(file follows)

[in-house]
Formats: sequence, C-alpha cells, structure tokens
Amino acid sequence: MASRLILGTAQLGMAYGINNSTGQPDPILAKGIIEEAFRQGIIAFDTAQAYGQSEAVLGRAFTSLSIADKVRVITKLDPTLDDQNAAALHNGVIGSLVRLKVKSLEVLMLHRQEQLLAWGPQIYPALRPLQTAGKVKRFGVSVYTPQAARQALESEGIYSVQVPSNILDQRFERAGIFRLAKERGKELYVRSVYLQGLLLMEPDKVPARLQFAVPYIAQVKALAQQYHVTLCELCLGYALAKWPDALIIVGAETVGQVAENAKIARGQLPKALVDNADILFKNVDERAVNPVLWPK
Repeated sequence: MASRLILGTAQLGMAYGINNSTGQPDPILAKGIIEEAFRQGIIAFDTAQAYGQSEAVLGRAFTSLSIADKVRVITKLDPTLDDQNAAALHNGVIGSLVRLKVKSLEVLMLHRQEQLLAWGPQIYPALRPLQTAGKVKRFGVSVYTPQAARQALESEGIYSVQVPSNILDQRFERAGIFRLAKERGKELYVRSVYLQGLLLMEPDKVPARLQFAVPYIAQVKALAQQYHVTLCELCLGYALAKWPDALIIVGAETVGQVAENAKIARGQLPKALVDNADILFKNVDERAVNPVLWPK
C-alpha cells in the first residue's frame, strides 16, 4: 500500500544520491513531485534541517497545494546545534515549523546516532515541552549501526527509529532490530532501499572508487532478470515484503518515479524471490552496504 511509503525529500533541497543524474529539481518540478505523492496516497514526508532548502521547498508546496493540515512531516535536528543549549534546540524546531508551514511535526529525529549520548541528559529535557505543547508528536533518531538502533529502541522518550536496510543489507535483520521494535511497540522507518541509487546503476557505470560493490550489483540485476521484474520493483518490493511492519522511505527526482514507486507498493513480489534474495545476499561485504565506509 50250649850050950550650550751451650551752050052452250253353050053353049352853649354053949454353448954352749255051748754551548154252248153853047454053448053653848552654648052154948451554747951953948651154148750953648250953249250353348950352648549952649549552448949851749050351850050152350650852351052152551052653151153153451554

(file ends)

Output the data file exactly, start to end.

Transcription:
[in-house]
Formats: sequence, C-alpha cells, structure tokens
Amino acid sequence: MASRLILGTAQLGMAYGINNSTGQPDPILAKGIIEEAFRQGIIAFDTAQAYGQSEAVLGRAFTSLSIADKVRVITKLDPTLDDQNAAALHNGVIGSLVRLKVKSLEVLMLHRQEQLLAWGPQIYPALRPLQTAGKVKRFGVSVYTPQAARQALESEGIYSVQVPSNILDQRFERAGIFRLAKERGKELYVRSVYLQGLLLMEPDKVPARLQFAVPYIAQVKALAQQYHVTLCELCLGYALAKWPDALIIVGAETVGQVAENAKIARGQLPKALVDNADILFKNVDERAVNPVLWPK
Repeated sequence: MASRLILGTAQLGMAYGINNSTGQPDPILAKGIIEEAFRQGIIAFDTAQAYGQSEAVLGRAFTSLSIADKVRVITKLDPTLDDQNAAALHNGVIGSLVRLKVKSLEVLMLHRQEQLLAWGPQIYPALRPLQTAGKVKRFGVSVYTPQAARQALESEGIYSVQVPSNILDQRFERAGIFRLAKERGKELYVRSVYLQGLLLMEPDKVPARLQFAVPYIAQVKALAQQYHVTLCELCLGYALAKWPDALIIVGAETVGQVAENAKIARGQLPKALVDNADILFKNVDERAVNPVLWPK
C-alpha cells in the first residue's frame, strides 16, 4: 500500500544520491513531485534541517497545494546545534515549523546516532515541552549501526527509529532490530532501499572508487532478470515484503518515479524471490552496504 511509503525529500533541497543524474529539481518540478505523492496516497514526508532548502521547498508546496493540515512531516535536528543549549534546540524546531508551514511535526529525529549520548541528559529535557505543547508528536533518531538502533529502541522518550536496510543489507535483520521494535511497540522507518541509487546503476557505470560493490550489483540485476521484474520493483518490493511492519522511505527526482514507486507498493513480489534474495545476499561485504565506509 50250649850050950550650550751451650551752050052452250253353050053353049352853649354053949454353448954352749255051748754551548154252248153853047454053448053653848552654648052154948451554747951953948651154148750953648250953249250353348950352648549952649549552448949851749050351850050152350650852351052152551052653151153153451554